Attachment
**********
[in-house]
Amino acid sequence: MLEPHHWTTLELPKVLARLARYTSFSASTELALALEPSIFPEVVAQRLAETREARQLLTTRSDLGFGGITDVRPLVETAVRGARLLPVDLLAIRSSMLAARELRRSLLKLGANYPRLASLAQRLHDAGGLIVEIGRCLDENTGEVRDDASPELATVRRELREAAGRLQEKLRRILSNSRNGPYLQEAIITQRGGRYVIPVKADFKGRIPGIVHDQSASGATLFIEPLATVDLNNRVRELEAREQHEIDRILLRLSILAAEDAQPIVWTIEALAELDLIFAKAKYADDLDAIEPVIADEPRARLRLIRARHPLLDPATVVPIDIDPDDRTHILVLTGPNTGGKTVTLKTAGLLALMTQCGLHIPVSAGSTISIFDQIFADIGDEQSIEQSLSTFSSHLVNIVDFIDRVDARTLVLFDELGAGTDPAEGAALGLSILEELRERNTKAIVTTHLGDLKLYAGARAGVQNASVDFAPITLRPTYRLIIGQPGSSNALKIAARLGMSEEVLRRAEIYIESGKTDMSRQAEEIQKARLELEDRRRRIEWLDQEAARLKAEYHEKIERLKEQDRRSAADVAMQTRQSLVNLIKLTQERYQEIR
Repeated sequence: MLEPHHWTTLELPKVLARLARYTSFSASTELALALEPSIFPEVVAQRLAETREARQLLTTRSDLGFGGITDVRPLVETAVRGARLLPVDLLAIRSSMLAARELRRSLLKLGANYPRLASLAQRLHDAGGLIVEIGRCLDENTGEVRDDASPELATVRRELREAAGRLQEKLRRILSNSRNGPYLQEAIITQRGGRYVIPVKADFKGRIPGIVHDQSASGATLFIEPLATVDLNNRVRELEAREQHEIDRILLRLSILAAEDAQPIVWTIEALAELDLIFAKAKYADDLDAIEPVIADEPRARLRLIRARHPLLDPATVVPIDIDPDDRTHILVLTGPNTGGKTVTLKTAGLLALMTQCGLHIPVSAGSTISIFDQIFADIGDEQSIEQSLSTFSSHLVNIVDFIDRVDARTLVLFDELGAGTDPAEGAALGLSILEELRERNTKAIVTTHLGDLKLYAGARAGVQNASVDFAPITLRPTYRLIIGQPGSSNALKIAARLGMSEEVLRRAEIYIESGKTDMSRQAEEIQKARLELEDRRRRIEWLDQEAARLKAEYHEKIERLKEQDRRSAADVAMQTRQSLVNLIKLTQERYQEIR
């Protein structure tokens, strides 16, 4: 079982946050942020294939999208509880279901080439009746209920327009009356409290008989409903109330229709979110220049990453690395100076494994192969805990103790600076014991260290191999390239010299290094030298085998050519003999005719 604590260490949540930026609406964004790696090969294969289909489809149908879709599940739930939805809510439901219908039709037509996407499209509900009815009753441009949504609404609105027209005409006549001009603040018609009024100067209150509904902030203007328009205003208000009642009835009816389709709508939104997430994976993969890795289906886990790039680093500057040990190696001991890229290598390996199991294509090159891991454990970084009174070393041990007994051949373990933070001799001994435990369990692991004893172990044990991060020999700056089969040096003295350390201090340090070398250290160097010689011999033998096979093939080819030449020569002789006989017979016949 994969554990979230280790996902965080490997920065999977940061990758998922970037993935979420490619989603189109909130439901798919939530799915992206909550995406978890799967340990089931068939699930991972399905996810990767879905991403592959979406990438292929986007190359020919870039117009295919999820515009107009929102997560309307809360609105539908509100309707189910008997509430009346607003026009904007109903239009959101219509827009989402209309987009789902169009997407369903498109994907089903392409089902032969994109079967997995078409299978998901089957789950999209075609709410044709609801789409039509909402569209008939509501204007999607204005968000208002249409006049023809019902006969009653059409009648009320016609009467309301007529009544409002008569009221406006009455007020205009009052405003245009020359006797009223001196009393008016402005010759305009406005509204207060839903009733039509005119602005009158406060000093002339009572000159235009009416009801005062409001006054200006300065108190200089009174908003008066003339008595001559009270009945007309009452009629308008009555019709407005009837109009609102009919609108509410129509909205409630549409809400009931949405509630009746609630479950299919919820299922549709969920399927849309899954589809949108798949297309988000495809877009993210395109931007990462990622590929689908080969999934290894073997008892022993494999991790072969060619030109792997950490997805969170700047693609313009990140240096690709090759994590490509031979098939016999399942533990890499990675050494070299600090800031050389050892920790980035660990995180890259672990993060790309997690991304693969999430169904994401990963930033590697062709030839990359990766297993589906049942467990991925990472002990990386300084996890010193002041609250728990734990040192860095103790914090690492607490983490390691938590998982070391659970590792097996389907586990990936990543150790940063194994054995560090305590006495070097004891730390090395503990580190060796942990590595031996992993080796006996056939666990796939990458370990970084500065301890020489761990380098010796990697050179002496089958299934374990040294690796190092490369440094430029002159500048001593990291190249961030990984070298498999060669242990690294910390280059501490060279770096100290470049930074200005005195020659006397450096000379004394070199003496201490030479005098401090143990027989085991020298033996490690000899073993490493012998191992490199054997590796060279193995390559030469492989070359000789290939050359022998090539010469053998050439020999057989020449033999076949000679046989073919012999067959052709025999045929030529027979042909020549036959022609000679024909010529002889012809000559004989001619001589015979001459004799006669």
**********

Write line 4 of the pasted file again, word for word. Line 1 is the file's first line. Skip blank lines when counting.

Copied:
């Protein structure tokens, strides 16, 4: 079982946050942020294939999208509880279901080439009746209920327009009356409290008989409903109330229709979110220049990453690395100076494994192969805990103790600076014991260290191999390239010299290094030298085998050519003999005719 604590260490949540930026609406964004790696090969294969289909489809149908879709599940739930939805809510439901219908039709037509996407499209509900009815009753441009949504609404609105027209005409006549001009603040018609009024100067209150509904902030203007328009205003208000009642009835009816389709709508939104997430994976993969890795289906886990790039680093500057040990190696001991890229290598390996199991294509090159891991454990970084009174070393041990007994051949373990933070001799001994435990369990692991004893172990044990991060020999700056089969040096003295350390201090340090070398250290160097010689011999033998096979093939080819030449020569002789006989017979016949 994969554990979230280790996902965080490997920065999977940061990758998922970037993935979420490619989603189109909130439901798919939530799915992206909550995406978890799967340990089931068939699930991972399905996810990767879905991403592959979406990438292929986007190359020919870039117009295919999820515009107009929102997560309307809360609105539908509100309707189910008997509430009346607003026009904007109903239009959101219509827009989402209309987009789902169009997407369903498109994907089903392409089902032969994109079967997995078409299978998901089957789950999209075609709410044709609801789409039509909402569209008939509501204007999607204005968000208002249409006049023809019902006969009653059409009648009320016609009467309301007529009544409002008569009221406006009455007020205009009052405003245009020359006797009223001196009393008016402005010759305009406005509204207060839903009733039509005119602005009158406060000093002339009572000159235009009416009801005062409001006054200006300065108190200089009174908003008066003339008595001559009270009945007309009452009629308008009555019709407005009837109009609102009919609108509410129509909205409630549409809400009931949405509630009746609630479950299919919820299922549709969920399927849309899954589809949108798949297309988000495809877009993210395109931007990462990622590929689908080969999934290894073997008892022993494999991790072969060619030109792997950490997805969170700047693609313009990140240096690709090759994590490509031979098939016999399942533990890499990675050494070299600090800031050389050892920790980035660990995180890259672990993060790309997690991304693969999430169904994401990963930033590697062709030839990359990766297993589906049942467990991925990472002990990386300084996890010193002041609250728990734990040192860095103790914090690492607490983490390691938590998982070391659970590792097996389907586990990936990543150790940063194994054995560090305590006495070097004891730390090395503990580190060796942990590595031996992993080796006996056939666990796939990458370990970084500065301890020489761990380098010796990697050179002496089958299934374990040294690796190092490369440094430029002159500048001593990291190249961030990984070298498999060669242990690294910390280059501490060279770096100290470049930074200005005195020659006397450096000379004394070199003496201490030479005098401090143990027989085991020298033996490690000899073993490493012998191992490199054997590796060279193995390559030469492989070359000789290939050359022998090539010469053998050439020999057989020449033999076949000679046989073919012999067959052709025999045929030529027979042909020549036959022609000679024909010529002889012809000559004989001619001589015979001459004799006669």